Coursera Course: Buddhism and Modern Psychology

In preparation for my trip to India, I have 4 books to read.  Additionally, I found a free online course about Buddhism and Modern Psychology, exploring what science is finding regarding life and meditation – does Buddhism offer up some answers from ancient days?  I thought I’d at least give the class a trial run, and see what thoughts it sparks for me in the first few weeks.

Buddhism and Modern Psych Week 1: The First Two Nobel Truths

1. The Truth of Dukkha (life is dissatisfaction)

2. The Truth of the Origin of Dukkha (our attachments or cravings cause this suffering or dissatisfaction)

Depiction of the beloved characters of The Princess Bride. Amazing artwork by Sarah from http://sarahmensinga.blogspot.com/

Perhaps the Man In Black summed up the Buddhist belief quite nicely, when he declared:

“Life is pain.  Anyone who says differently is selling something.”

A Buddhist belief is that life is filled with suffering, and that we should spend our energies in freeing ourselves from this.  But it’s not suffering in the way most of us think – not just being in physical or emotional pain, or being depressed.  No, it’s much more general than that.  It is simply having some attachment or craving, some desire.  To play off the example the teacher gave: notice this in eating – when I have a large piece of cake in front of you (or whatever food that looks tasty) can I just eat one piece, focus 100% on the taste, the texture, the scent of it and be done?  Not usually – halfway through chewing, when flavor has become diluted, I already start to think about and yearn for the next bite, and eat too quickly.

If I was fully satisfied with the first bite, I would not have wanted nor needed the second.  So in some sense, there’s a dissatisfaction with the first bite that makes you crave or think about the next.  Or maybe I can be mindful and enjoy that first bite fully — but I definitely sense a loss immediately after and crave a second bite!

Or how often do I find myself doing one task and counting down the seconds till it is done, or getting irritated that I have to finish the task – not Doing my Chores of Love practice.  In yoga, a goal is to focus on being in the moment — but how often do I start thinking of other things?  My “laundry list” of chores, what I’ll get at the store, who you need to call… and it’s not just limited to yoga, but even playing with my family — I may be enjoying that time, but if I am not 100% focused on it, my mind may be wandering to topics of stress, dissatisfaction, or thinking of doing something else – which means I may not be 100% satisfied by that moment, with 100% of my mind and body.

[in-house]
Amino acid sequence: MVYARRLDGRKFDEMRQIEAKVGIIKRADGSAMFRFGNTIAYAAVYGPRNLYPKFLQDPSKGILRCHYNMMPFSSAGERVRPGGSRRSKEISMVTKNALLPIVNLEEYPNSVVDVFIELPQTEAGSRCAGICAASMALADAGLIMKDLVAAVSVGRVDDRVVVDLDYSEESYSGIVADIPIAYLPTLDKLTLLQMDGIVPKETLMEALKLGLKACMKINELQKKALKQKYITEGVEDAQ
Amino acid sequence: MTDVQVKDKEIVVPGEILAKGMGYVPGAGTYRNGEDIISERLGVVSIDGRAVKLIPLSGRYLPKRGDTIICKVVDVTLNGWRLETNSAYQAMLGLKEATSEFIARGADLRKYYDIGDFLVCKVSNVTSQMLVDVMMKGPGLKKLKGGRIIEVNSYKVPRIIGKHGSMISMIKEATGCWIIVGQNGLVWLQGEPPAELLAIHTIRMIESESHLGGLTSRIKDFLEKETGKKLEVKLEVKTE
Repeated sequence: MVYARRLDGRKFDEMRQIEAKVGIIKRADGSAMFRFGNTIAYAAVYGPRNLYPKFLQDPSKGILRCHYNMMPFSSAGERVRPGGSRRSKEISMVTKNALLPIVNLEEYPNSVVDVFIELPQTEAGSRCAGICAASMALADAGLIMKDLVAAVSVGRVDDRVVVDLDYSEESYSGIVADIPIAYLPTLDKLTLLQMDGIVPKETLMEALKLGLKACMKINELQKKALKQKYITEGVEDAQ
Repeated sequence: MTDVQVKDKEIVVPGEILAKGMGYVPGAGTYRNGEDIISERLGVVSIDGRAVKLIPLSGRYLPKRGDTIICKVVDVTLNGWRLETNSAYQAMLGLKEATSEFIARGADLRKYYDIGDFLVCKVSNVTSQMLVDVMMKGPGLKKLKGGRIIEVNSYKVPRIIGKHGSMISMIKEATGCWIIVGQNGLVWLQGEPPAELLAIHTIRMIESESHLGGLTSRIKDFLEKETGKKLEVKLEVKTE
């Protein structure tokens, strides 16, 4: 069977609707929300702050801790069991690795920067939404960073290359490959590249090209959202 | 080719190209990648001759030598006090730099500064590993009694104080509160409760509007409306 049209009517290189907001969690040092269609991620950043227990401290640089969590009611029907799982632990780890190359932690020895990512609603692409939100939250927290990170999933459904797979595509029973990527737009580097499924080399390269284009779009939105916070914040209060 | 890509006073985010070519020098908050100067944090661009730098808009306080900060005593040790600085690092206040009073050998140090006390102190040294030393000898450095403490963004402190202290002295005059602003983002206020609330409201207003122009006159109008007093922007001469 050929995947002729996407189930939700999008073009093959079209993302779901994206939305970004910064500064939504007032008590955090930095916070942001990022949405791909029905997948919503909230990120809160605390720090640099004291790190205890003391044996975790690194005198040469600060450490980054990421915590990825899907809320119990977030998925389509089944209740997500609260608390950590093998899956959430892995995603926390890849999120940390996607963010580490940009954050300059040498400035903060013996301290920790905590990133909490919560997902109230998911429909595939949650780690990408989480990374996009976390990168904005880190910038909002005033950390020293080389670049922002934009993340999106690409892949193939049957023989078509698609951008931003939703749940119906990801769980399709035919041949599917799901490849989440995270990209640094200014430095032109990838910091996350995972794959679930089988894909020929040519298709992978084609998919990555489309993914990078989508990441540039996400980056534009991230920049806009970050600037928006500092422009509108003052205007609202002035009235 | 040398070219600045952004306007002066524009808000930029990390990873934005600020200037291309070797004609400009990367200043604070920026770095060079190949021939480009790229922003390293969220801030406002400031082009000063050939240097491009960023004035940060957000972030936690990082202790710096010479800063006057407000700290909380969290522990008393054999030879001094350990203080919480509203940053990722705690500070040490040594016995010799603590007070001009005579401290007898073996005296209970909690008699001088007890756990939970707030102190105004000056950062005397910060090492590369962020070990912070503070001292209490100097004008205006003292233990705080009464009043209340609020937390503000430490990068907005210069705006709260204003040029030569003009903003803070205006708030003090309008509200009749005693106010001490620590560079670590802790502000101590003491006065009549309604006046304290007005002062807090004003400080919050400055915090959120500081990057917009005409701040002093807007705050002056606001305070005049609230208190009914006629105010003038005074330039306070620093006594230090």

Is it bad now that I just pointed that out?  That I am now more aware of my lack of enjoyment or the minute desires in daily life?   Is this some pessimistic view? At first, I thought “yes!  I was ignorant of my cravings, now they are painfully obvious!  Geez, way to make me feel all depressed that everything is suffering and I’m never happy!” but I think it is a necessary step for me to learn to break from these desires, and live more fully in the moment of peace.

The first step of the scientific method is to identify the problem.  If you are unaware of the issue or problem, how can you begin to fix it?

Is the desire to break from desire a paradox?  I do not know.  Maybe that topics will come up later.

But for now, my baby step is that “life is dukkha” and I don’t want to be buried and burdened with dukkha!  So I will be aware of it, and see what else unfolds.

 

EDIT:

An interesting article, Life Is Suffering? What Does That Mean? Dukkha: A Little Word With a Lot of Meaning, from another point of view, where the author does not like the English translations of dukkha as suffering, dissatisfaction, or stress.  Rather, there are three types of dukkha, of which suffering/stress is only one:

  1. Suffering or pain (dukkha-dukkha)
  2. Impermanence or change (viparinama-dukkha)
  3. Conditioned states (samkhara-dukkha)

Perhaps something for me to explore more later, but as one who often overwhelms myself by a squirrel-like gathering of information before making any progress, I want to try to just focus on notes from the Coursera course, and the 4 books for yoga school before I start to bring in too many other sources and just get frustrated!

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